He says the city needs to heal its divisions — “physically, linguistically and socioeconomically” — and wants to empower neighborhood councils with better funding and staff to give a greater voice to individual neighborhoods and to create a new generation of diverse politicians.

Harrison also argues that the city needs to take back control of its work from the Legislature on issues like the inland port, a massive development planned for Salt Lake City’s westernmost side that the state has taken over.

“We must also take control of our own finances, establishing a public bank,” he said. “The Public Bank of Salt Lake City would leverage our city’s assets to fund projects that align with our values and priorities and then channel the interest those loans make back into our neighborhoods. This widespread practice of smart governments around the world is an idea whose time has come for Salt Lake City.”

Finally, he argued, the city needs to look farther down the road to the major challenges it will face in coming years.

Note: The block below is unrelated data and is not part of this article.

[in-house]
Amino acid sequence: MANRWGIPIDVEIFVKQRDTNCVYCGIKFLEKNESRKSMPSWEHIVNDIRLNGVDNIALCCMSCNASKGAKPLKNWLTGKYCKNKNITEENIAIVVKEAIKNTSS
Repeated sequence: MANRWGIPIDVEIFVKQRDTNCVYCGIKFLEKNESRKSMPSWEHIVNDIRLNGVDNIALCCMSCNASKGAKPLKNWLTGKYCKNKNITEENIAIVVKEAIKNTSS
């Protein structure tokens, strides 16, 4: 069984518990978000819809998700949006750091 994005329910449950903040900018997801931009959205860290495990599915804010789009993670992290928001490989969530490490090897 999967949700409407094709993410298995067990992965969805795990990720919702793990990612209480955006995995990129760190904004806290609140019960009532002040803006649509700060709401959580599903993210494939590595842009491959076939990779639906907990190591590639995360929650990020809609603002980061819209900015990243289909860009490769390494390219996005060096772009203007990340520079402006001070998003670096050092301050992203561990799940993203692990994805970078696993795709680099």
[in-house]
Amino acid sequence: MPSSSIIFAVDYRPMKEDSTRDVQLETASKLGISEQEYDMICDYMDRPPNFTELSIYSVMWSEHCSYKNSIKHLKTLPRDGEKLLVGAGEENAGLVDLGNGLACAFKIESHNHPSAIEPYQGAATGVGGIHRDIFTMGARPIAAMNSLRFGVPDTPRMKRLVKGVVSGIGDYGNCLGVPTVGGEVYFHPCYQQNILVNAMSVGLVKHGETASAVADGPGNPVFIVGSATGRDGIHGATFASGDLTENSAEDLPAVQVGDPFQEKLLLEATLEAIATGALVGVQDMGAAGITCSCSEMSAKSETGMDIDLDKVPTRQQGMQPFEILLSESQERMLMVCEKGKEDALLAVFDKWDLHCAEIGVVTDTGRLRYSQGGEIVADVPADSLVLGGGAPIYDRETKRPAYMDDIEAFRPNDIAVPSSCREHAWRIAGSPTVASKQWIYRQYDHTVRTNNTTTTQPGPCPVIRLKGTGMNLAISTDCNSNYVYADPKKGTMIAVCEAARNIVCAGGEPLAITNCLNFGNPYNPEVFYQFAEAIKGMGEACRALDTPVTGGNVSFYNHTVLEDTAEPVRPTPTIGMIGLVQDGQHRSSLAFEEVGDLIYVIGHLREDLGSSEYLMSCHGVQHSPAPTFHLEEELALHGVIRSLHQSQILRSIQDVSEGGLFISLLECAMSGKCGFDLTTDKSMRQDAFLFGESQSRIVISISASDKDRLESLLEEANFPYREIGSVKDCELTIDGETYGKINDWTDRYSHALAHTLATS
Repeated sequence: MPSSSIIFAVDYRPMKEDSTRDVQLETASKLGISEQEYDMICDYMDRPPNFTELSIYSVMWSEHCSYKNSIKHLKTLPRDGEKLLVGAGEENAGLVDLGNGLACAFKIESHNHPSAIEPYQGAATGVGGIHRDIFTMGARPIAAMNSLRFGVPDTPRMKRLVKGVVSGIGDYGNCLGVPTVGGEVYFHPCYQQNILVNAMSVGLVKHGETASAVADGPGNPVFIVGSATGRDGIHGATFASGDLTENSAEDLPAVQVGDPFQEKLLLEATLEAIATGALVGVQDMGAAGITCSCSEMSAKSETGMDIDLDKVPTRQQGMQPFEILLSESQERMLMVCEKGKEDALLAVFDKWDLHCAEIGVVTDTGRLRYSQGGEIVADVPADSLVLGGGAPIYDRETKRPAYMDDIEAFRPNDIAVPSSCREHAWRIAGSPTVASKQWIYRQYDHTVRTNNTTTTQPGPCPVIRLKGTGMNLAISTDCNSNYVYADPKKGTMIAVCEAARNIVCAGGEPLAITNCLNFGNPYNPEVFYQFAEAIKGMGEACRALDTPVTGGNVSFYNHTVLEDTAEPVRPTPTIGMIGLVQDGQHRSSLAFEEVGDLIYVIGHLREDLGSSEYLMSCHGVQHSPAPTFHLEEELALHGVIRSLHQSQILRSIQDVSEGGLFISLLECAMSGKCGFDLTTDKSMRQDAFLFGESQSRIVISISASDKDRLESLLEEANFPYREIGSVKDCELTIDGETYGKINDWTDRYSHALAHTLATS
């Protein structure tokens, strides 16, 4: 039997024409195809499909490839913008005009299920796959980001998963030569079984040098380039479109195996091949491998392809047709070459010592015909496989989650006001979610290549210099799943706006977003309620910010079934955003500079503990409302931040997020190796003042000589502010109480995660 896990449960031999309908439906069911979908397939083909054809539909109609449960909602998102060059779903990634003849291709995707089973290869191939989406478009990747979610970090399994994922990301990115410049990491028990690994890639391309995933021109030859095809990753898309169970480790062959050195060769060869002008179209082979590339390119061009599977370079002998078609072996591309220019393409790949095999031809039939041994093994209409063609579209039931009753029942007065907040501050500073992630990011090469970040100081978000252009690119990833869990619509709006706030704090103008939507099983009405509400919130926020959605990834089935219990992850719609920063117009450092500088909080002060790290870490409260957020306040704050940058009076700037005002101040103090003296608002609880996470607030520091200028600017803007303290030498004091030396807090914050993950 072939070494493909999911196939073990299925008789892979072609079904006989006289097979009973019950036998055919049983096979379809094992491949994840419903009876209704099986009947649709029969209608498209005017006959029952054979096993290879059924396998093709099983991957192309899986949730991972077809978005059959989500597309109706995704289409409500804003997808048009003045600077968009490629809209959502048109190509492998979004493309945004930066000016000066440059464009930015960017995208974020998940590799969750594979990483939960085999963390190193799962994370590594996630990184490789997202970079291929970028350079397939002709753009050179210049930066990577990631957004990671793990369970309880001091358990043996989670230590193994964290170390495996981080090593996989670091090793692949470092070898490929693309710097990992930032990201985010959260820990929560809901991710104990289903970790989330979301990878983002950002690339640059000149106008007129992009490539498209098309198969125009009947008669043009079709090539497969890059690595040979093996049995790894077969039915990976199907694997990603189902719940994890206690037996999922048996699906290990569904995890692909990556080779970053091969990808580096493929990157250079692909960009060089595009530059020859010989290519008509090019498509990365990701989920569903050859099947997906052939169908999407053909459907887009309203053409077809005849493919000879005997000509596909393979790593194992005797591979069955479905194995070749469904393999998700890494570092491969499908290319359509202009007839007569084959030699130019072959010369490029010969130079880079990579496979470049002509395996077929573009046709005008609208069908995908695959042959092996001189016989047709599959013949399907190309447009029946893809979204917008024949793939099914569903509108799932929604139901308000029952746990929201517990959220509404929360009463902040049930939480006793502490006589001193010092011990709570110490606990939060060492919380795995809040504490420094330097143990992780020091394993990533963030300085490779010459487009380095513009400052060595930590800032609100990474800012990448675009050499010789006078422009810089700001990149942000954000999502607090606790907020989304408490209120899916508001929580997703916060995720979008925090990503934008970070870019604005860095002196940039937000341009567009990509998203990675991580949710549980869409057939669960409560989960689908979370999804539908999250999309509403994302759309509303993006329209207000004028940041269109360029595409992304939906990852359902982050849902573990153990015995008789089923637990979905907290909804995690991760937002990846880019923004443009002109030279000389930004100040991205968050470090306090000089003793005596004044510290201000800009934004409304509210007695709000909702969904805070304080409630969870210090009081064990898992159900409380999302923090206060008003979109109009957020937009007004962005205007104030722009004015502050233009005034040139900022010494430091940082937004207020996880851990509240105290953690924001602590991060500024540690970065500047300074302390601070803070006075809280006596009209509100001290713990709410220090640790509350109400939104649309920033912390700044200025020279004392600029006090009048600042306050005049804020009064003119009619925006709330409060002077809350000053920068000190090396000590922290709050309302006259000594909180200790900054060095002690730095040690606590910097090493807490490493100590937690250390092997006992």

“Right now, the plan is praying,” he said. “Praying the big [earthquake] doesn’t strike in our lifetime. Praying climate change isn’t as bad as predicted. Praying that somehow doubling our population doesn’t deliver twice the people, twice the cars, and four times the headaches.”

Christine Passey, who worked on Salt Lake City Mayor Jackie Biskupski’s campaign and served as her coordinator for disability rights before leaving in 2017 over policy differences, said she has been impressed with Harrison’s attention to policy detail, particularly as it relates to disability and to increasing the reach of neighborhood councils.